My character stood atop a roof, peering down at a patrolling enemy. As I planned the best way to dispatch the hulking knight blocking my progress, a knot began to form in my stomach. Out of Estus Flasks, out of ranged weapons and nursing a health bar on the wrong side of fucked, no part of me wanted to continue, but something primal told me I had to. And it was in this moment, I realised just how spectacular Dark Souls III can be.
Coming as the finale (if you believe the hype) to the Dark Souls universe, Dark Souls III is a true testament to everything sequels can, and should, be. Fans of the series will feel quite at home in Lothric’s twisted and bloodied locales, while newer players can jump straight in and get as frustrated as the rest of us. Welcome to the party, pal.
As is tradition in Souls games, the story is cloaked in mystery. You’re awoken from your eternal slumber to track down the some pesky Lords of Cinder who’ve gone and buggered off from their regal duties. If that’s all the motivation you need, then you can be on your merry way through the land and sleep tightly happily ever after.
If you’re not adverse to a little digging however, then the lore goes deep. Pieces of dialogue may be seemingly mundane on the surface, but can have far reaching importance to the plot, so you’ll want to keep your ears and eyes firmly pinned to the screen.
Make no mistake, Dark Souls III will not hold your hand. It’s much more likely to hold your hands behind your back while kicking you repeatedly in the shins. Its uncompromising brutality will have you shaking your fists at the sky and screaming profanities louder than Samuel L Jackson at a motherfucker shout-off.
Though you may feel cheated by the punishing difficulty in places, it’s rarely ever that the game is unfair – it’s your fault for sucking. The sooner you accept these harsh facts of Dark Souls life, the sooner you can achieve that state of dodge-roll to backstab nirvana.
It is, however, completely possible to ‘git gud’ through repetition and careful planning – indeed, your progress depends upon it. Each time you die (and you will die many, many times) you learn a little more about your opponents and yourself, which pushes you to try just one more time to see what’s around the corner. It’s an addictive catch 22 that will keep you perpetually locked to the screen.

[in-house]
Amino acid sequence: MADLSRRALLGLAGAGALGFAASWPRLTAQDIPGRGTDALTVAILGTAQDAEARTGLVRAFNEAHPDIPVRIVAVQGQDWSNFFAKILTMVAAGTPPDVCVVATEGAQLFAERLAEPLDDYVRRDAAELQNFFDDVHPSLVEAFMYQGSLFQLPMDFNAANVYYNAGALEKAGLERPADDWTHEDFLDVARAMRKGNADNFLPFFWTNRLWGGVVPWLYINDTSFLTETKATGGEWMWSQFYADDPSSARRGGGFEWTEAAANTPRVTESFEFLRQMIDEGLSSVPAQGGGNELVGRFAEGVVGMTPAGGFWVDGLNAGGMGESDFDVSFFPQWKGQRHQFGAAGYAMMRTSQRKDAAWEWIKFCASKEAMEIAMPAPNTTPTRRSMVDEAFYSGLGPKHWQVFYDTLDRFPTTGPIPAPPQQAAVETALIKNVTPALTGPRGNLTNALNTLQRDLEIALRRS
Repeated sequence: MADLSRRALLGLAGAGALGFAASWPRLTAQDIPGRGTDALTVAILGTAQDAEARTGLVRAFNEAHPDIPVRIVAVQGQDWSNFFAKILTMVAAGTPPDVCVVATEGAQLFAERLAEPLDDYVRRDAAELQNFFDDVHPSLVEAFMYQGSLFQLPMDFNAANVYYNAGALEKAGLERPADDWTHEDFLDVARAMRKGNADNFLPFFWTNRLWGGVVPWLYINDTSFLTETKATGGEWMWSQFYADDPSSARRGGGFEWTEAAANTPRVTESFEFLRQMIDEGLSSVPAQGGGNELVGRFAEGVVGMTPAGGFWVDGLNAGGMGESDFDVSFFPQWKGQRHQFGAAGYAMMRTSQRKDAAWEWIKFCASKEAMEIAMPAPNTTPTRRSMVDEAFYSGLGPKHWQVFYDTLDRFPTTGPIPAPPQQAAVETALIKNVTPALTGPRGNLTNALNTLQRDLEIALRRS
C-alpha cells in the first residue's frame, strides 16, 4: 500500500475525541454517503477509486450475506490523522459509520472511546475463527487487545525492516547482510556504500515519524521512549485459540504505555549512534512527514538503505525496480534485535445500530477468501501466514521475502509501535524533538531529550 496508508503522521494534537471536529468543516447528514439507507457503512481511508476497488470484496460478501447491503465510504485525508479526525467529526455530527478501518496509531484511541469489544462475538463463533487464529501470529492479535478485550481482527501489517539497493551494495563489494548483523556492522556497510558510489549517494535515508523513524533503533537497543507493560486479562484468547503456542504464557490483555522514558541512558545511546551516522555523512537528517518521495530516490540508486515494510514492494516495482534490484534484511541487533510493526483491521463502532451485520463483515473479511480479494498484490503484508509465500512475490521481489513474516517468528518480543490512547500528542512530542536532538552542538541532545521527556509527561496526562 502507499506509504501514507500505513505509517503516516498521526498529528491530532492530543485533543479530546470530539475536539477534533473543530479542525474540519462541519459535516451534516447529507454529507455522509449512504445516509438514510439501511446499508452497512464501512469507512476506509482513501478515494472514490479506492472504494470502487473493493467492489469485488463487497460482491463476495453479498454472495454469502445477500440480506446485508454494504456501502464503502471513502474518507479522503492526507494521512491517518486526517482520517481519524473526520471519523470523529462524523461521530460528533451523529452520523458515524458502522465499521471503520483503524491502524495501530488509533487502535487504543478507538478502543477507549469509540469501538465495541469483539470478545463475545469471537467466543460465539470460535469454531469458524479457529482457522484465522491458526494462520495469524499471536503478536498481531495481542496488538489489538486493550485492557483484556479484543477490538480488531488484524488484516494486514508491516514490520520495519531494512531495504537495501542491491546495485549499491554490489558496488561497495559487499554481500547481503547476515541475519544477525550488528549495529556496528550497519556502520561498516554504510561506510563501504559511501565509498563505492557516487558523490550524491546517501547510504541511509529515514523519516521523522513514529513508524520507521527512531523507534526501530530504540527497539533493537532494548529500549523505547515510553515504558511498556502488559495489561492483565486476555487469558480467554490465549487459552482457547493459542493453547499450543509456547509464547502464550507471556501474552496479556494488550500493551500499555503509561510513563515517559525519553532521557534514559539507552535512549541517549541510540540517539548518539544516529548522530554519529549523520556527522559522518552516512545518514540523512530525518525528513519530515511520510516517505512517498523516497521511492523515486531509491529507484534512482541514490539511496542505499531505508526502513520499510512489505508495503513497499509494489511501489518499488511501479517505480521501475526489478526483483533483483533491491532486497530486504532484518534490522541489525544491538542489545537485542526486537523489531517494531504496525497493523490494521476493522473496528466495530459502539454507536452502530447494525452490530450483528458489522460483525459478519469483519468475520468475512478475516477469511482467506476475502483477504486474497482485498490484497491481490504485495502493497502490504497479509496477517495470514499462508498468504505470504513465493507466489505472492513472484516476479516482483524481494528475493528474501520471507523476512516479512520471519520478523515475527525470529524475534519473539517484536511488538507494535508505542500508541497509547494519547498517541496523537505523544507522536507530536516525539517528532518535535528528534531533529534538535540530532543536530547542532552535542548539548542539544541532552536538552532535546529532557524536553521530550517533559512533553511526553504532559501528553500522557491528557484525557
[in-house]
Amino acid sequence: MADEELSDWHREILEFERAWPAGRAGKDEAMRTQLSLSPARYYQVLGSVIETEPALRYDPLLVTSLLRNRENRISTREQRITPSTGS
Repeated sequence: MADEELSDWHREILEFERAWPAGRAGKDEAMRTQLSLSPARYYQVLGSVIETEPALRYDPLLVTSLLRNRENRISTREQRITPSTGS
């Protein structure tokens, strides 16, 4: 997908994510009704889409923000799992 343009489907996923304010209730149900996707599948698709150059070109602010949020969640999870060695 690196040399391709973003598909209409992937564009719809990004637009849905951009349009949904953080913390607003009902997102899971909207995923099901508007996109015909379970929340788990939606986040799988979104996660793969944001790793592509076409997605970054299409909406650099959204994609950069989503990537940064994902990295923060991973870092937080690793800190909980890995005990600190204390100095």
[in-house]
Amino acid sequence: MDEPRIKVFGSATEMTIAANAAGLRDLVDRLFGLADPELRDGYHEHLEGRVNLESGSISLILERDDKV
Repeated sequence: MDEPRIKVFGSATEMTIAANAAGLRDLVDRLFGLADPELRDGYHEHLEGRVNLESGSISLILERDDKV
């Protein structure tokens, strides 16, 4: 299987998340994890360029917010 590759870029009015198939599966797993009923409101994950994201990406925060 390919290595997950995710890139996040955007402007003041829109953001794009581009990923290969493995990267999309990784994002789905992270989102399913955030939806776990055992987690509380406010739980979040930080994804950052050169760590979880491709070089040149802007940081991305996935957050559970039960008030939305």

It’s easy to get tunnel vision when you’re in a feverish death-spiral, but taking the time to look around will reward you with a painstakingly put together world. The crumbling high walls of Lothric Castle, the sticky, sludgy swamps of the Crucifixion Woods to the eerie warmth of Firelink Shrine – this game will constantly impress you if you let it.
The main stars of Dark Souls though, are undoubtedly the multitude of enemies. The twisted, ghoulish creations that are queueing up to take a swing at you may sometimes look familar though. While there are admittedly a few re-skinned Bloodborne baddies, it never takes you out of the fight when you recognise an (un)friendly face.
The bosses too, are suitably unsettling masses of trouser browning material, and the game revels in throwing one at you barely 20 minutes in. The one complaint is that the bosses aren’t always as challenging as in previous instalments. Granted, newcomers will always find a way to struggle, but those familiar with the mechanics of the game will suss out moves and patterns pretty quickly.
Dark Souls is a very particular fetish. If you’ve been turned off by the other games, then 3 is unlikely to show you anything new to get you excited. If you’re a seasoned veteran or a fresh-faced squire with even a passing interest, then you’ll find more than enough to keep you hooked for at least a week or two.
Add in a healthy dose of challenging PvP, multiple endings and enough exploration to shake a Curse-Rotted Greatwood at, and you’re looking at a truly satisfying conclusion to one of this generation’s most enveloping games.
Mark is the Gaming Editor for UNILAD. Having grown up a gaming addict, he’s been deeply entrenched in culture and spends time away from work playing as much as possible. Mark studied music at University and found a love for journalism through going to local gigs and writing about them for local and national publications.